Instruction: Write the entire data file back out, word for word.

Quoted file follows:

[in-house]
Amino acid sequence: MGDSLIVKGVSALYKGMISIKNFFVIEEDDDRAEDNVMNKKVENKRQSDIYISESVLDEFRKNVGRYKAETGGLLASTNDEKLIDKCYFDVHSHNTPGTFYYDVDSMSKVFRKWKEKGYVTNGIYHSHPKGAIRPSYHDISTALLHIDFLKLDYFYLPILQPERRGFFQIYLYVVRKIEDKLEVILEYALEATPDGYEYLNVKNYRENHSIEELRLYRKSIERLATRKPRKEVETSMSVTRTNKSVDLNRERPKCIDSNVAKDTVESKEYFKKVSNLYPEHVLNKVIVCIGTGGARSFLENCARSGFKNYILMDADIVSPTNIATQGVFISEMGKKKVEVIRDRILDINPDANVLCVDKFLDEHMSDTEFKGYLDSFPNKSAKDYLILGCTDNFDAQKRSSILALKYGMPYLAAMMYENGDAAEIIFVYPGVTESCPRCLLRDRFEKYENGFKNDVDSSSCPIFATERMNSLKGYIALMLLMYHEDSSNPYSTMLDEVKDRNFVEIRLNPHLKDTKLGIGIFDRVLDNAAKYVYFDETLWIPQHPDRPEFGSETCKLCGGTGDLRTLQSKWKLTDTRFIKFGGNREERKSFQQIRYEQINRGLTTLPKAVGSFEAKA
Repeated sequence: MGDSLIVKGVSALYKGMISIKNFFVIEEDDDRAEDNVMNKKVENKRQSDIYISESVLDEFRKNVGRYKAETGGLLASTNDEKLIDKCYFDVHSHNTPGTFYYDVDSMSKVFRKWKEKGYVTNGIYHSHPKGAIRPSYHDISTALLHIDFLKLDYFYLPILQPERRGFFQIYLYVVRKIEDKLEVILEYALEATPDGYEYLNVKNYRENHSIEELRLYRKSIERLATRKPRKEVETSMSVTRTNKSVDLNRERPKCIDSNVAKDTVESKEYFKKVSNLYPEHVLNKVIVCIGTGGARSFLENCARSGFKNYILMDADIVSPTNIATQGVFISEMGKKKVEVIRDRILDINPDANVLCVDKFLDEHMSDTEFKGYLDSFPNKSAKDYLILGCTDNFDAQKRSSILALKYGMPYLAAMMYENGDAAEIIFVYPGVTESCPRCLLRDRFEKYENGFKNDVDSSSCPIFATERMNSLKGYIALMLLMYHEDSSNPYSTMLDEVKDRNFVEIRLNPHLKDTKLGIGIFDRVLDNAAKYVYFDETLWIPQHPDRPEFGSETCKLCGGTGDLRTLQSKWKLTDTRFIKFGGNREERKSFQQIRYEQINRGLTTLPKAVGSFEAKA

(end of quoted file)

[in-house]
Amino acid sequence: MGDSLIVKGVSALYKGMISIKNFFVIEEDDDRAEDNVMNKKVENKRQSDIYISESVLDEFRKNVGRYKAETGGLLASTNDEKLIDKCYFDVHSHNTPGTFYYDVDSMSKVFRKWKEKGYVTNGIYHSHPKGAIRPSYHDISTALLHIDFLKLDYFYLPILQPERRGFFQIYLYVVRKIEDKLEVILEYALEATPDGYEYLNVKNYRENHSIEELRLYRKSIERLATRKPRKEVETSMSVTRTNKSVDLNRERPKCIDSNVAKDTVESKEYFKKVSNLYPEHVLNKVIVCIGTGGARSFLENCARSGFKNYILMDADIVSPTNIATQGVFISEMGKKKVEVIRDRILDINPDANVLCVDKFLDEHMSDTEFKGYLDSFPNKSAKDYLILGCTDNFDAQKRSSILALKYGMPYLAAMMYENGDAAEIIFVYPGVTESCPRCLLRDRFEKYENGFKNDVDSSSCPIFATERMNSLKGYIALMLLMYHEDSSNPYSTMLDEVKDRNFVEIRLNPHLKDTKLGIGIFDRVLDNAAKYVYFDETLWIPQHPDRPEFGSETCKLCGGTGDLRTLQSKWKLTDTRFIKFGGNREERKSFQQIRYEQINRGLTTLPKAVGSFEAKA
Repeated sequence: MGDSLIVKGVSALYKGMISIKNFFVIEEDDDRAEDNVMNKKVENKRQSDIYISESVLDEFRKNVGRYKAETGGLLASTNDEKLIDKCYFDVHSHNTPGTFYYDVDSMSKVFRKWKEKGYVTNGIYHSHPKGAIRPSYHDISTALLHIDFLKLDYFYLPILQPERRGFFQIYLYVVRKIEDKLEVILEYALEATPDGYEYLNVKNYRENHSIEELRLYRKSIERLATRKPRKEVETSMSVTRTNKSVDLNRERPKCIDSNVAKDTVESKEYFKKVSNLYPEHVLNKVIVCIGTGGARSFLENCARSGFKNYILMDADIVSPTNIATQGVFISEMGKKKVEVIRDRILDINPDANVLCVDKFLDEHMSDTEFKGYLDSFPNKSAKDYLILGCTDNFDAQKRSSILALKYGMPYLAAMMYENGDAAEIIFVYPGVTESCPRCLLRDRFEKYENGFKNDVDSSSCPIFATERMNSLKGYIALMLLMYHEDSSNPYSTMLDEVKDRNFVEIRLNPHLKDTKLGIGIFDRVLDNAAKYVYFDETLWIPQHPDRPEFGSETCKLCGGTGDLRTLQSKWKLTDTRFIKFGGNREERKSFQQIRYEQINRGLTTLPKAVGSFEAKA